SOFREP reached out to several sources on the ground near Mosul, including a Kurdish intelligence officer involved in the battle against ISIS for Iraq’s second largest city. Predominately a Sunni city, Mosul was the home to about a million residents, after nearly half a million fled when ISIS took over in 2014. During Operation Iraqi Freedom, the American military struggled to pacify Mosul, a city rife with corruption and foreign fighters who traveled to Iraq for jihad. After well over a year of being hyped in the press and by both local and coalition governments, the battle kicked off this week for control over the last real ISIS stronghold in Iraq.
So far, the Iraqi military and Kurdish Peshmerga have recaptured about 20 villages on the outskirts of Mosul and have moved within 29 kilometers of the city center. The Kurdish intelligence officer described three main challenges in the battle thus far:
- The visual screen created by tire and oil fires lit by ISIS, which can also make airstrikes difficult.
- The ISIS trademark tactic of using suicide bombers driving trucks filled to the brim with explosives into Kurdish lines.
- Extremely difficult and dangerous fighting underground.
The fires are nothing particularly new, as both ISIS and Saddam’s army employed this tactic in the past. The SVBIEDs (Suicide Vehicle-Borne Improvised Explosive Devices) have been a vexing issue throughout the conflict, as ISIS typically opens their offensives with a number of these strikes before sending in dismounted personnel to assault Kurdish positions. However, the coalition has been provided anti-tank weapons, which have proven a tremendous help, although most of the Peshmerga casualties are still happening because of this difficult-to-counter tactic.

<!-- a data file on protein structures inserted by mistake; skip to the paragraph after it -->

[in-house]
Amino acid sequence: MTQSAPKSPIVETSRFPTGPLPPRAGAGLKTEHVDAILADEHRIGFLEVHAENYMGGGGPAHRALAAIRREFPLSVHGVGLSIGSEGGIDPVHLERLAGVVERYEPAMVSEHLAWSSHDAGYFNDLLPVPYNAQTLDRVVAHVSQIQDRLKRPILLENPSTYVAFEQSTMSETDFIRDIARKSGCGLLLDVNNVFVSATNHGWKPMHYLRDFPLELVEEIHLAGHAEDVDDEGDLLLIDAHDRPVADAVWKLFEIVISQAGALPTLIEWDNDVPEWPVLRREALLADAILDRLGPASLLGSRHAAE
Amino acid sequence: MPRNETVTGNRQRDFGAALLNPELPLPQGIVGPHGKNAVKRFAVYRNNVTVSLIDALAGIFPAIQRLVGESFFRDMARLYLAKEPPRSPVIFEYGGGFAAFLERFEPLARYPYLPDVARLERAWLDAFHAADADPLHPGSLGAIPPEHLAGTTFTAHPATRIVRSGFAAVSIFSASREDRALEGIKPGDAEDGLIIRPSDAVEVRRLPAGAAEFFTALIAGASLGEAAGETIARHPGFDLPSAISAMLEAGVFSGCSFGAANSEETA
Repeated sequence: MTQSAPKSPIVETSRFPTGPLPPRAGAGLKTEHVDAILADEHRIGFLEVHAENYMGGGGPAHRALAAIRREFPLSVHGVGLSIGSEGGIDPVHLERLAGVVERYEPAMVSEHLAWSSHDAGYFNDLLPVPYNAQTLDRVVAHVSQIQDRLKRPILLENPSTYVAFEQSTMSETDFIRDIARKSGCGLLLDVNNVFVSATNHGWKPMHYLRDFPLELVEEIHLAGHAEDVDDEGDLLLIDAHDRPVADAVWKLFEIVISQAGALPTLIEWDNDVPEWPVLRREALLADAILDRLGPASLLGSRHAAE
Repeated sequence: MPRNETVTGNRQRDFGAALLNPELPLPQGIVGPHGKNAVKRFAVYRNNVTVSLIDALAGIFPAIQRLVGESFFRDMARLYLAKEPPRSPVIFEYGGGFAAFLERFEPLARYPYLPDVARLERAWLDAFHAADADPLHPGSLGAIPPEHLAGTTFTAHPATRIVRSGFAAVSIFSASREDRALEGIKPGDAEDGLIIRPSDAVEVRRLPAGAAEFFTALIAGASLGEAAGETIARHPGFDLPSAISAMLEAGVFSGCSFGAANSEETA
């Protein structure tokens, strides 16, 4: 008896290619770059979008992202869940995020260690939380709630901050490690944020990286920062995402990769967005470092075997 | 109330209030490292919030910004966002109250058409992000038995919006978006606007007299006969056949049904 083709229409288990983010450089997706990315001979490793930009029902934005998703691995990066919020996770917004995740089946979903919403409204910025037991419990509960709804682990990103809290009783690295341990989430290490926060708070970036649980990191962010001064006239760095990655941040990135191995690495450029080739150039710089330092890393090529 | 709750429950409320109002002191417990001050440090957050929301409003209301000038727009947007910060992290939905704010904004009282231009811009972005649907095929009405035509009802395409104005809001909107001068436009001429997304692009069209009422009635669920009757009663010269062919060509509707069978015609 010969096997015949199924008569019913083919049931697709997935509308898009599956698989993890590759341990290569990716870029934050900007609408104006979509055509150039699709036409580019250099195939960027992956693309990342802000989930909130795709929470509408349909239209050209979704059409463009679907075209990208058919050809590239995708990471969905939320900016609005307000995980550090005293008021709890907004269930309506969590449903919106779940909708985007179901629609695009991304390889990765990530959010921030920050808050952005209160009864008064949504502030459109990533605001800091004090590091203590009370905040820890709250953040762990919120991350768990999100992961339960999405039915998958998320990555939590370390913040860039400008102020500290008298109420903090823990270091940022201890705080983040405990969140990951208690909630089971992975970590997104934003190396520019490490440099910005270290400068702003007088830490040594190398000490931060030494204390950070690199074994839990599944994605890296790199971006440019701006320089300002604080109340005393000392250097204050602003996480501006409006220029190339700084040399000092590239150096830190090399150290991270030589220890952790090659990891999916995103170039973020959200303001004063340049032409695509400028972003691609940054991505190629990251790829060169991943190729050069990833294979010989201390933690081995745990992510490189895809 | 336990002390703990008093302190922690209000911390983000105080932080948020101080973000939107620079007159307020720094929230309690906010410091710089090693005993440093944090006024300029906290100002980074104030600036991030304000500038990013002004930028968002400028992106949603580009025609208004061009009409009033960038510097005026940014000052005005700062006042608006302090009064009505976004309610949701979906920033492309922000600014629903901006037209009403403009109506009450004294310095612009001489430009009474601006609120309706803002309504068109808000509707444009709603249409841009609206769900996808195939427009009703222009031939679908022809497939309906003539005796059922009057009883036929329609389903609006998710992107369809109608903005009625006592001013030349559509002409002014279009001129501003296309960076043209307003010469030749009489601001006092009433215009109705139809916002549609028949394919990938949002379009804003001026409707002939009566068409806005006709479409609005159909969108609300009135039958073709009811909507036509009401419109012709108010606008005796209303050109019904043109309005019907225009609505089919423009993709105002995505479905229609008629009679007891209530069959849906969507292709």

Tunneling underground is also something that ISIS has done in the past in places like Sinjar. The tactic is usually employed by guerrilla forces who are unable to match the air power of their stronger enemies. The Peshmerga are having to clear these tunnels as they are discovered in the course of house-to-house fighting, all with the standard AK-47 rifle. Thermobarics could be a huge help for defeating ISIS terrorists taking refuge underground, if the coalition provides them.
“Some of tunnels lead out to villages, 500 to 1,000 meters [long], and local people dig them,” the Peshmerga source said. He also provided a number of pictures. According to him, the local Iraqis had been press-ganged into service to dig the tunnels for ISIS.
In reaction to the Peshmerga assault on Mosul, ISIS launched a diversionary attack against the Kurdish city of Kirkuk, deploying over 100 jihadis from Hawija. ISIS attacked a power plant and police stations, and created terror throughout the city. The tactic worked, as the PUK (the political party in control of Kirkuk) had to divert their Peshmerga from Mosul to Kirkuk. The Peshmerga and the intelligence branch’s elite Counter-Terrorism Group (CTG) have been clearing the city, but a large number of ISIS fighters are thought to be hiding in the homes of Arab residents.
Back at Mosul, the Peshmerga believe that it will take five to six months to rid the city of ISIS.